Yeah that title is probably telling you nothing new. But after getting to meet and hang out with The Bus on Tuesday, I can confirm that he’s just as cool in real life as he was carrying the rock in Black and Gold.
I gotta start off by thanking my pals Don, Travis, Rich, Christine and a few others who helped set up the informal get-together. Bettis, who has been doing pub work for Guinness and parent company Diageo, was heading to NYC and we talked a while back about trying to hook up and do something while he was in town. Jerome is planning on going head-to-head with a fan in a contest to pour the perfect Guinness. You can enter the Guinness Pour Challenge by hitting up the website and sharing your story of stepping up to face an athletic challenge. The winner is bringing 3 friends to Dallas to try and out-pour The Bus. And he’s bringing his A-game.
So since he’d be nearby, we figured a roundtable with some Guinness and The Bus was more than appropriate. As a fan of both Guinness and Bettis, this was like the jackpot.
With the NFL season just days away, the group of us that showed up sat down to pick Jerome’s brain on a variety of topics. There were Steelers fans in myself, Cotter from OFTOT and Ryan Wilson from any number of places. We also hung with a couple other writers from Gunaxin and Fanhouse, and Bettis was fantastic in indulging our questions.
We talked basic football at first, eventually discussing the upcoming Steelers season. Jerome’s pick for starter was Leftwich until Byron got hurt. As a Dennis Dixon supporter, you’d think that I’d be willing to state the case for Dennis, but Jerome made a valid point. If you start a veteran and he struggles, you can insert the young guy (Dixon) and build his confidence as the guy that can come in and right the ship. Now if you start Dixon and he fails, you have the reverse scenario where Charlie Batch is coming in to replace, and you’re left with a young guy on the sidelines who has just had his confidence shattered. It’s a fine line when starting an inexperienced quarterback, and Bettis was aware of the fragile state of a young guy like Dixon’s psyche.
He also stressed defense. That unit struggled last year but will need to be the team rock with Roethlisberger out for the first 4 games.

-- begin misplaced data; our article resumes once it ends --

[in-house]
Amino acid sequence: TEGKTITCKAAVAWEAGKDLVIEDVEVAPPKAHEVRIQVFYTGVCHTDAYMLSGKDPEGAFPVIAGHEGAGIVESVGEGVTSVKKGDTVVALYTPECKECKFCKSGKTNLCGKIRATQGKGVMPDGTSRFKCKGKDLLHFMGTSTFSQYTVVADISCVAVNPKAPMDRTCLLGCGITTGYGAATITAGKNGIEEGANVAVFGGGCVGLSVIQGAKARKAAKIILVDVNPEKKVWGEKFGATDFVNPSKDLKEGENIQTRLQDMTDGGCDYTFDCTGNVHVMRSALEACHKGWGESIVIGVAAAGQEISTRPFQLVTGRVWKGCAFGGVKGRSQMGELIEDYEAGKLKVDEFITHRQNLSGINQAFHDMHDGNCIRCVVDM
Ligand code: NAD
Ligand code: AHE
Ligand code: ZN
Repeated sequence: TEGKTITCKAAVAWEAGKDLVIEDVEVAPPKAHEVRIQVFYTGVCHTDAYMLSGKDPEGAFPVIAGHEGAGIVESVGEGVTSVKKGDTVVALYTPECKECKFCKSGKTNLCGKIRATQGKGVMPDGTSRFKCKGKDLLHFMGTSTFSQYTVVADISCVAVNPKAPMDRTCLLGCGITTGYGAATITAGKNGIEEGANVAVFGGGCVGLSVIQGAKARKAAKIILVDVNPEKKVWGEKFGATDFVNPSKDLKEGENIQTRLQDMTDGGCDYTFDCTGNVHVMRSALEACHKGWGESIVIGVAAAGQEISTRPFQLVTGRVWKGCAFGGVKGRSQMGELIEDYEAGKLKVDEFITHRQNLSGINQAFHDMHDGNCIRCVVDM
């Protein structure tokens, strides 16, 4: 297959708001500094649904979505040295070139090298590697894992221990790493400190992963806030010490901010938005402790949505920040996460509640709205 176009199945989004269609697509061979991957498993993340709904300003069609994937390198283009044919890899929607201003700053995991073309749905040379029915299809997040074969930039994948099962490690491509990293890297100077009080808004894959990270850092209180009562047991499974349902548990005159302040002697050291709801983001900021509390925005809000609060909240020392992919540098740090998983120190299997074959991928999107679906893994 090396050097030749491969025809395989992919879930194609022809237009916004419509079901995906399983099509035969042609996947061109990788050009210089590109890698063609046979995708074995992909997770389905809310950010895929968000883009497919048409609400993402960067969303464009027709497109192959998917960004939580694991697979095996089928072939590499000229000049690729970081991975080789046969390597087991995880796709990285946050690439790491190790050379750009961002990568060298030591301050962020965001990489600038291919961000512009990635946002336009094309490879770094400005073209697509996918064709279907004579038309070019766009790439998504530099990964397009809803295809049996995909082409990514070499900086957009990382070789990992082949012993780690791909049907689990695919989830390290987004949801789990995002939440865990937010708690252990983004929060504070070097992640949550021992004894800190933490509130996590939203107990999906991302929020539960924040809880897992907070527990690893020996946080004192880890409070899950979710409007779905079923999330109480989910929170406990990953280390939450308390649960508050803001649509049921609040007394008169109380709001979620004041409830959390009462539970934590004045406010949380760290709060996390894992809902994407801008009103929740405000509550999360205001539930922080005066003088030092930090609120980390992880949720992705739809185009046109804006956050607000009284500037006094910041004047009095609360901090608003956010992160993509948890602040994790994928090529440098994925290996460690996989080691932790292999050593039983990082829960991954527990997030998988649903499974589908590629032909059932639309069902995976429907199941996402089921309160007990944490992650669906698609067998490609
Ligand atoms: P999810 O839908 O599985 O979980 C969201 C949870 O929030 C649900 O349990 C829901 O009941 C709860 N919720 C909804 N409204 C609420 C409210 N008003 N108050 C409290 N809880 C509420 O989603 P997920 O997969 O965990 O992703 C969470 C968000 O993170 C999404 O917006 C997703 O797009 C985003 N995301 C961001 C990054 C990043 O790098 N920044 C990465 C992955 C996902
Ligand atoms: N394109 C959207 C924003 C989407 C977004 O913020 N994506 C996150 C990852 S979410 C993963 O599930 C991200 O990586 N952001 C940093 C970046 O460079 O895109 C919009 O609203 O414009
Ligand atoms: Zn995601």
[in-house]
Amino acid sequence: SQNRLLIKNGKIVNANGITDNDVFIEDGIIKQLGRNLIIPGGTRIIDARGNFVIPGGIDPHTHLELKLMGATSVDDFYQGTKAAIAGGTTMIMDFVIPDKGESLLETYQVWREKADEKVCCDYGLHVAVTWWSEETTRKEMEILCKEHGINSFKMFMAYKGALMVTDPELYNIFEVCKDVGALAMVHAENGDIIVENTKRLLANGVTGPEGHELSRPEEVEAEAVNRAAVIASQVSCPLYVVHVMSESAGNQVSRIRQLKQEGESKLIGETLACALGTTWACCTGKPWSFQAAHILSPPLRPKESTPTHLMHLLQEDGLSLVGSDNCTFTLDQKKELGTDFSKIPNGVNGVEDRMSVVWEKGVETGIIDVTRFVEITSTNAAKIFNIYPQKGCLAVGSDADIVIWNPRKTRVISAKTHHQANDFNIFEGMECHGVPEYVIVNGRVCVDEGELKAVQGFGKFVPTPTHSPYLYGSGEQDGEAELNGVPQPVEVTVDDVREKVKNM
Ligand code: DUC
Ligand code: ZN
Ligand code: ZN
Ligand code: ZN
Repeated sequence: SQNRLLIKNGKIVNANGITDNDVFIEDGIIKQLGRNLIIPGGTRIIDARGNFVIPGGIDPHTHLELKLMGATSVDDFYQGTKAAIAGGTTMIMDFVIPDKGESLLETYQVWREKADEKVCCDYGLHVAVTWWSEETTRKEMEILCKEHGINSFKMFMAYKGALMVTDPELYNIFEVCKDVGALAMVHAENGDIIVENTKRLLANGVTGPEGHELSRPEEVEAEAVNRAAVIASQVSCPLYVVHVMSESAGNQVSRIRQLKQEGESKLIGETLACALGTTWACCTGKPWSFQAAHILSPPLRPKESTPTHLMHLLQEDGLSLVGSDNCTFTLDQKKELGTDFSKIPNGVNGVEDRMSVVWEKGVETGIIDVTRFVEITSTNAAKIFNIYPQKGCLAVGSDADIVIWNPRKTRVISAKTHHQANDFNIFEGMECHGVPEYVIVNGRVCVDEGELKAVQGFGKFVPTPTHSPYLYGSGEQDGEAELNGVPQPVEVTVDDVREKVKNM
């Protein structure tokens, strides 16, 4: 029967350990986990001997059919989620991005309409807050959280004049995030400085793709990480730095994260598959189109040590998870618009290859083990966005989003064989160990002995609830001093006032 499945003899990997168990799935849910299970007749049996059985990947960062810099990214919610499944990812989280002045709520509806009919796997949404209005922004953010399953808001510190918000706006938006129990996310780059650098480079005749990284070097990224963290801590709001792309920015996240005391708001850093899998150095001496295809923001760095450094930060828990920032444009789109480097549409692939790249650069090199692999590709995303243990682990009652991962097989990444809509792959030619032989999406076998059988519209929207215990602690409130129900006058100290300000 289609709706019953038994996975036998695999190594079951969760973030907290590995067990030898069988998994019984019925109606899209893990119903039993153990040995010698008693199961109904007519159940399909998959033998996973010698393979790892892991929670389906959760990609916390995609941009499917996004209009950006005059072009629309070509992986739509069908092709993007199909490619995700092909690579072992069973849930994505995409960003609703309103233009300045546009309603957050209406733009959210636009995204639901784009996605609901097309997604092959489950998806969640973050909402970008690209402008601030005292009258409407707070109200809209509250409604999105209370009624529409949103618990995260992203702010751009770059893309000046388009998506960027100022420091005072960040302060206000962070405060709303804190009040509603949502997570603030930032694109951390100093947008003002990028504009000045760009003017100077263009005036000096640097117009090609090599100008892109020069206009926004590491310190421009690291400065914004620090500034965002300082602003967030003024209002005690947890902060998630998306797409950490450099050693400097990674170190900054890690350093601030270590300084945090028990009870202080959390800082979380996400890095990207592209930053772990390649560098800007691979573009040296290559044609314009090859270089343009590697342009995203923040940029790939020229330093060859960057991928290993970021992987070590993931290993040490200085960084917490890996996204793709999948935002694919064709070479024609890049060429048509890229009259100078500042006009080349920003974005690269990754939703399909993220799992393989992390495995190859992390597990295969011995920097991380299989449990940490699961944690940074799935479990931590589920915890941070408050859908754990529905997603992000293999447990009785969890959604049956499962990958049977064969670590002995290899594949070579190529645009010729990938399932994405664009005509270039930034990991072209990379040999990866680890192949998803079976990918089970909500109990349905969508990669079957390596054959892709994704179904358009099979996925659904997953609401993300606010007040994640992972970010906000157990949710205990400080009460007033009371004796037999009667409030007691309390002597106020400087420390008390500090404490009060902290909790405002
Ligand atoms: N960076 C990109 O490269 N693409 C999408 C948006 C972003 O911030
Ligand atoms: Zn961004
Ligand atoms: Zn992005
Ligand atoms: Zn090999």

After some Steelers talk, Bettis went into detail about his time with the Rams, the circumstances that brought him to Pittsburgh and how he handled the steady stream of Steelers running backs who were seemingly poised to take his job. He mentioned how it was always important to make sure there wasn’t another guy who “looked like you” on the team. During most of his time in Pittsburgh, Bettis only had to deal with other small, speedy backs who didn’t look like him, aka they couldn’t replace his style, size and productivity. That was one of the ways Willie Parker’s agent failed this offseason…the Redskins were one of the only teams offering Willie a contract but they had a guy in Clinton Portis who could do the same things Willie could, and could do the things Willie couldn’t (block, catch the ball) even better. Bettis only really had to deal with Chris Fuamatu-Ma-afala looking like him during his time in Pittsburgh, and Fu never really put it all together the way Jerome did.
But he did bring up his hurt feelings over Cowher giving the starting job to Amos Zereoue in 2003. He said it was the first time one of Cowher’s decisions regarding the running game had worked against him, and he told Amos how he was working his butt off to replace him at every practice. Not that we didn’t already know that Amos was a bit of a slacker.
Since the Rams were brought up, I decided to ask him a question that my friend TheStarterWife wanted answered. As a former Pittsburgher who lives in LA now, she wanted his thoughts on the possibility of football coming back to LA. Although he remembers his time in Pittsburgh with greater fondness than his time in LA, Bettis was open to football returning, as the residents there enjoy the game as much as anyone. But his big thing is that it had to be an expansion team…none of this nonsense about relocating one of the existing teams to the west coast. Since LA resembles NYC in that there’s a TON of transplants from other cities living there, it’d be hard to get them pumped about, as Jerome said, “the LA Browns” or something. TSW is a Steelers fan, so imagine a city filled with fans of other teams now geographically forced to endure the proximity of a possible former rival.
After a few other topics, including Joey Porter texting Bettis right before our sitdown and talking trash/challenging him to a game of golf, I wanted his opinion of today’s featured Steelers RB, Rashard Mendenhall. My big thing was that Rashard is a guy who experienced a great deal of success last year with nearly 1,200 yards on the ground. But he has the always-visible fumbling problem. I wanted to know how Bettis would approach a younger guy like Mendy about adjusting a part of his game, which has to be tough if his game has gotten him this far. Bettis agreed that “you can’t just tell a grown man what to do.” He said that since Mendenhall uses the spin move with great efficiency, he’d just talk about the basic physics of how spin moves and such pull your arms away from your body. And that’s Rashard’s thing. But by example and repetition, he’d hopefully install a healthier technique.
I’d like to thank Jerome for taking the time to meet with the few of us. It was great being able to share some Guinness and sliders with a guy I’ve watched take the field 150-some times in Black and Gold. And even though he didn’t want to name anyone that might induct him into Canton in the near future, we know he’s getting there for sure.
I suck at ending these long posts, so I can only thank Bettis, the people that brought everything together and my fellow bloggers in attendance one last time. Y’all made this unique experience memorable.